4. Given a class situation, when John is evidencing stress, he will initiate appropriate interactions, without modeling or prompts 60% of the time.
    5. John will use a large motor activity prior to and during focused work 80% of the time.
    6. John will sit at an individual desk and work for 10 minutes 80% of the time.
    7. John will seek out his "chill out" space to regroup and organize himself with needed sensory input with modeling (i.e. "I need a break") 80% of the time.
    8. John will ask for his "chill out space" as needed with out modeling 80% of the time.

  4. Behavior - Lack of Self Control - Flight Risk

    III. John can remain in his assigned area with verbal prompts and close physical proximity of an adult. John has improved from fleeing from a small group. However, recently, John has had an episode of leaving the school campus. He has difficulty staying in an assigned area without prompts and direct supervision. In the classroom, he does not stay at the assigned area during work time without getting out of his seat and running. He needs continual prompts (about 10 - 15 in a 30 minute session) to do his work or sit correctly in his seat.

    IV. A. Annual Goal:
    John will exercise increased self-control while at school, as evidenced by increasing lengths of time on task, and remaining in the assigned area, with fading prompts.

    B. Short-Term Objectives:
    1. Given a small group activity in the classroom, John will evidence increased self control and remain on task, using classroom modifications as indicated by his Sensory Integration OT, his Vision Therapist, and Dr Morganstein and with modeling of appropriate behaviors/language ("Raise your hand," "Help me," etc).
    a. With ten or less prompts in 30 minutes
    b. With six or less prompts in 30 minutes
    c. With two or less prompts in 30 minutes

    2. Given an activity outside the classroom, John will evidence self-control by remaining in his assigned area on school grounds.
    a. 100% of the time with prompts
    b. 100% of the time with out prompts

    Language - Reading Skills

    III. John is able to use new vocabulary learned from stories. John is not able to read or follow survival-reading words with or without prompts. He is able to read 5/82 preprimary words in the Brigance Diagnostic Inventory. John is reading preprimer books with minimal assistance.

    IV. A. Annual Goal: John will read preprimary and survival sight words.

    B. Short Term Objectives:
    1. Given preprimary sight words John will sign 50/82 with 80% accuracy.
    2. Given survival words, John will sign three words per week with 90% accuracy.
    3. John will correctly identify pictures using survival words as "dangerous" or with 80% accuracy.
    4. When shown pictures/words, John will sign/say six new vocabulary words, which are related to a lesson with 90% accuracy.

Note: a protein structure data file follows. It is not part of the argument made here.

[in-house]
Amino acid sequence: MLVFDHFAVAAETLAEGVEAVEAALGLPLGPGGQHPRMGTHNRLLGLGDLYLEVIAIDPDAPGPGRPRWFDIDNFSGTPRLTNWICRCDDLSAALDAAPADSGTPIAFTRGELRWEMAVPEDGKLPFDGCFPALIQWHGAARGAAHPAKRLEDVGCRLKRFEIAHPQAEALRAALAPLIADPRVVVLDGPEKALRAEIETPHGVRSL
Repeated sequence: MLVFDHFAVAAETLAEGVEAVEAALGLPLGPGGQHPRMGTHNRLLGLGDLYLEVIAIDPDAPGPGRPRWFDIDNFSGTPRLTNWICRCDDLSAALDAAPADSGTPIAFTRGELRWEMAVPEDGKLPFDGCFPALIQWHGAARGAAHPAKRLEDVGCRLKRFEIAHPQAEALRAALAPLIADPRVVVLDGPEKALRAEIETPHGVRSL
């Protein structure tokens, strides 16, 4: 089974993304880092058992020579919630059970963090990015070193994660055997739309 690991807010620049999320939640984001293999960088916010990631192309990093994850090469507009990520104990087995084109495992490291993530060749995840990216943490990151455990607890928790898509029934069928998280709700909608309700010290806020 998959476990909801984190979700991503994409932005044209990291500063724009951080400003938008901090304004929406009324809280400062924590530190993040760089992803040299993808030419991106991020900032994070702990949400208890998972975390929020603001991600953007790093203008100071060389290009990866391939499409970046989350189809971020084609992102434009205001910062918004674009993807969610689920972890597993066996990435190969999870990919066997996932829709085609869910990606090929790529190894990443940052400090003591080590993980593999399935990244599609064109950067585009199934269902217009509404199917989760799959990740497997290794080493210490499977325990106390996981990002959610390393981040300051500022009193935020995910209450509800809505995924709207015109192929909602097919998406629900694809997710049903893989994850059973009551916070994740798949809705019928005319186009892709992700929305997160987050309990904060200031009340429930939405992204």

4. Given six vocabulary words, John will match a picture/ & or sign to the correct word with 90% accuracy.
    5. John will use his finger to point to words as he reads/signs them with 90% accuracy using signed English and voice, as well as ASL concepts.
    6. John will complete a Reading Record, showing he has read books using the preprimary and survival sight words four out of five school days per week with 95% compliance.

    Language - Spelling Skills

    III. John can write all upper and lower case letters on request. He can copy words. He can spell one of three vocabulary words per story. He cannot spell two of three vocabulary words per story. John is unable to fingerspell a word on command.

    IV. A. Annual Goal:
    John will spell (fingerspell and write) spelling words.

    B. Short Term Objectives:
    1. John will spell two out of five spelling words correctly each week on a written test with 90% accuracy.
    2. John will spell four out of five spelling words correctly each week on a written test with 80% accuracy.
    3. John will fingerspell two out of five spelling words correctly each week with 75% accuracy.
    4. John will choose a correctly spelled word from a field of two with 80% accuracy.
    5. John will choose a correctly spelled word from a field of three with 80% accuracy.
    6. John will do spelling/vocabulary homework for four out of five school days per week with 95% compliance.

    Language - Reading Comprehension

    III. John can recall new vocabulary learned from stories. He is not able to consistently identify the beginning, middle and end of a story using pictures. He is not able to consistently predict what happens next in a story using pictures.

    IV. A. Annual Goal:
    John will show comprehension of literature.
    B. Short-Term Objectives: